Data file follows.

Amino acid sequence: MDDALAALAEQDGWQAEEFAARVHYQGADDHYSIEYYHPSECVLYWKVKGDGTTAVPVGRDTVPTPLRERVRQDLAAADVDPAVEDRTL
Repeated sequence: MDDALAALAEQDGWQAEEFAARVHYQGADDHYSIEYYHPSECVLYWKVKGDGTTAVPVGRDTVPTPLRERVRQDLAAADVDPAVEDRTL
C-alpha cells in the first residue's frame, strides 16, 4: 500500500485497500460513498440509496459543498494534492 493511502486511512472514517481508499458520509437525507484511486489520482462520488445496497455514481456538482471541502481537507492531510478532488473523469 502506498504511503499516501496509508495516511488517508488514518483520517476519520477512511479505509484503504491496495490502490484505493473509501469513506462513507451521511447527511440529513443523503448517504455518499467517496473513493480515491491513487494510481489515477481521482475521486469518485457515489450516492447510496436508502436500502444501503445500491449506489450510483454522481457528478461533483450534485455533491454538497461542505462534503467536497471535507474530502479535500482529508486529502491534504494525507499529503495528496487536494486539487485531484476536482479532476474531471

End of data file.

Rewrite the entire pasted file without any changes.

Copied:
Amino acid sequence: MDDALAALAEQDGWQAEEFAARVHYQGADDHYSIEYYHPSECVLYWKVKGDGTTAVPVGRDTVPTPLRERVRQDLAAADVDPAVEDRTL
Repeated sequence: MDDALAALAEQDGWQAEEFAARVHYQGADDHYSIEYYHPSECVLYWKVKGDGTTAVPVGRDTVPTPLRERVRQDLAAADVDPAVEDRTL
C-alpha cells in the first residue's frame, strides 16, 4: 500500500485497500460513498440509496459543498494534492 493511502486511512472514517481508499458520509437525507484511486489520482462520488445496497455514481456538482471541502481537507492531510478532488473523469 502506498504511503499516501496509508495516511488517508488514518483520517476519520477512511479505509484503504491496495490502490484505493473509501469513506462513507451521511447527511440529513443523503448517504455518499467517496473513493480515491491513487494510481489515477481521482475521486469518485457515489450516492447510496436508502436500502444501503445500491449506489450510483454522481457528478461533483450534485455533491454538497461542505462534503467536497471535507474530502479535500482529508486529502491534504494525507499529503495528496487536494486539487485531484476536482479532476474531471